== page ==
It’s hard to believe that we are at the end of our AALP Class 14 North American Study Tour today.
Our way home north started with a stop in Lock Haven, Pennsylvania- a small scenic town nestled in low hills along the Susquehanna River. Here Class 14 met with Rick Vilello, the four-time mayor of Lock Haven, and also a graduate of the PA RULE program. Rick attributed his success as mayor to his philosophy of being willing to, “try anything, knowing some things will fail and some things will succeed.” A striking example was how he facilitated the funding of the revitalization of Main Street without tax dollars at a time when the small city was faced with high unemployment and loss of local industry. Called the Banner Program, citizens of the city could, for a fee, have a banner hung from a lamppost that celebrated a war veteran from their family. The program was so successful that in the first year alone 367 banners were “sold” – much higher than the anticipated 50! In this way the infrastructure of the town was updated, families celebrated the military service of their loved ones, and through the local newspaper, city history was woven together through the stories of the veterans.
Our next and final stop of the trip was in Elba, New York. Here we met with Jurian Bartelse (who hails from Cambridge, Ontario) of Provitello Farms and Jeanne Wormuth of CY Farms Heifer Growing Facility/CY Vegetable Farms.
Provitello Farms, owned by the Canadian company Grober, was created in Elba, NY in 2005 as a direct result of the BSE crisis in 2003. Here they built an innovative veal finishing facility focusing on optimizing technology as well as the comfort and care of their livestock. Although very automated, staff visit the barns twice daily as the manager believes that, “it is important to always stay one on one with the calves.”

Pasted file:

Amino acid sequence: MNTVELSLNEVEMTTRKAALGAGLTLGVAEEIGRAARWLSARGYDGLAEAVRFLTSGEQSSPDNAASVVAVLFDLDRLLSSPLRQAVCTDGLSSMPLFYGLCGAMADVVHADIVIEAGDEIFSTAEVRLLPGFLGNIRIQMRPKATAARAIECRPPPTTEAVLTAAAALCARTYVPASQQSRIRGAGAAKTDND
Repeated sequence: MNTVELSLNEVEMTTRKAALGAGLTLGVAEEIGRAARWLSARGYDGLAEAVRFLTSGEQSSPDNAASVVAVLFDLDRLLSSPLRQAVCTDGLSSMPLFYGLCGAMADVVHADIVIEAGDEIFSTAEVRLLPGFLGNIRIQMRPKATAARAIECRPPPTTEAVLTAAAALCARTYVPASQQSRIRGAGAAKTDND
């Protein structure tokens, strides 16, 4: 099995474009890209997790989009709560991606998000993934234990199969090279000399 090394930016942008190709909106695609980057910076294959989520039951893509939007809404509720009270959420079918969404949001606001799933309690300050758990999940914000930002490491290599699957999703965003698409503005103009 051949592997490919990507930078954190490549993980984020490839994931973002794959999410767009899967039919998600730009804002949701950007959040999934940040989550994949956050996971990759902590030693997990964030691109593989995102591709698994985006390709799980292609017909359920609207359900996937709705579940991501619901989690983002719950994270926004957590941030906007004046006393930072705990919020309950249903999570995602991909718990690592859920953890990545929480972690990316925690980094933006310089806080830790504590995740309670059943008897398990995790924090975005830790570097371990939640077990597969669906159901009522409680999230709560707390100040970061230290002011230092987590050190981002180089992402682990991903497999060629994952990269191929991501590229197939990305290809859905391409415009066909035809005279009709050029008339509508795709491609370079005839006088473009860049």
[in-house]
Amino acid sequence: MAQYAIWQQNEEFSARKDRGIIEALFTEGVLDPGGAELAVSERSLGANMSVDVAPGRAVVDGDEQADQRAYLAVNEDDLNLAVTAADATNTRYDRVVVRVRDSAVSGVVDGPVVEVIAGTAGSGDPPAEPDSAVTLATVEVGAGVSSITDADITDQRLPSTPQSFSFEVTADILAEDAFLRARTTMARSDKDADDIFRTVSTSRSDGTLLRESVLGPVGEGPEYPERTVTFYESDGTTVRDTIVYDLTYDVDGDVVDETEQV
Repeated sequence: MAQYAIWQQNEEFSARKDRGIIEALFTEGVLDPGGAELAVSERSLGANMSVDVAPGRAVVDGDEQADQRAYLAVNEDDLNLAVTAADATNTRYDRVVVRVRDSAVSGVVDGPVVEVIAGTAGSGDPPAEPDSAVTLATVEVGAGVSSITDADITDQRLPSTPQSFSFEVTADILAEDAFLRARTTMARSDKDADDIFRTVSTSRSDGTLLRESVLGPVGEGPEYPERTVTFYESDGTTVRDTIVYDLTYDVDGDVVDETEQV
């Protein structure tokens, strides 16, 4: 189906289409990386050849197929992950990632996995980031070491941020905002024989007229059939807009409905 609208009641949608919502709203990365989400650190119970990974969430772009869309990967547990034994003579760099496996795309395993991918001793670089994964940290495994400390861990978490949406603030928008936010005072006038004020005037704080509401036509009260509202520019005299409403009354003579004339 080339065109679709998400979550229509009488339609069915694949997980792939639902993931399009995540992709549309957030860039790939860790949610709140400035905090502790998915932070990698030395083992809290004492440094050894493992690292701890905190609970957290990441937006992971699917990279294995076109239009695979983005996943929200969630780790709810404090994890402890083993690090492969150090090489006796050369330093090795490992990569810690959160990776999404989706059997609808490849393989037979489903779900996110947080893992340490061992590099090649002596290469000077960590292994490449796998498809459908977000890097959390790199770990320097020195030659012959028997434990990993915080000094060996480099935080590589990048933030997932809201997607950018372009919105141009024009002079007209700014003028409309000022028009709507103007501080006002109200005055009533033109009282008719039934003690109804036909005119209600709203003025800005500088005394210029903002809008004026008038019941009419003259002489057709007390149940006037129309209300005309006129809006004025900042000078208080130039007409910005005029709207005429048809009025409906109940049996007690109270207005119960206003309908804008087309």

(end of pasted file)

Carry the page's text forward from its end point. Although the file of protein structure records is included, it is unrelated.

Jeanne Wormuth demonstrated her passion for raising heifers in a unique business structure. CY Heifer is a subsidiary of CY Vegetable Farms. While both divisions are operated as separate businesses, they are fully integrated. For example, the manure generated by the cattle is used as fertilizer in the vegetable operations and the vegetable operations (which also grows cash crops) provides feed for the heifers.
As we write this we are approaching the Canada-US border with nine full and meaningful days behind us. This study tour has given us an appreciation of the diverse types of farming that occurs in New York, Pennsylvania and the Maryland/Chesapeake Bay region. Though the commodities produced were similar to those produced in Ontario, some differences, in particular regulatory differences, were striking to many of the members of the AALP class.
These nine days have also given us the opportunity to really get to know our classmates and to engage in a wide range of discussions and activities - both on “official” time and off! A special thank you to Kathie and Rick for shepherding us and sharing our experiences during these nine days – and we cannot forget a big thank you to our fearless bus driver, “brakey” Dave!
We now approach the world’s longest undefended border with a better understanding of ourselves and our neighbours, and with that a better appreciation of how much we depend on each other.
Natalie Feisthauer, Mark Hermann – Class 14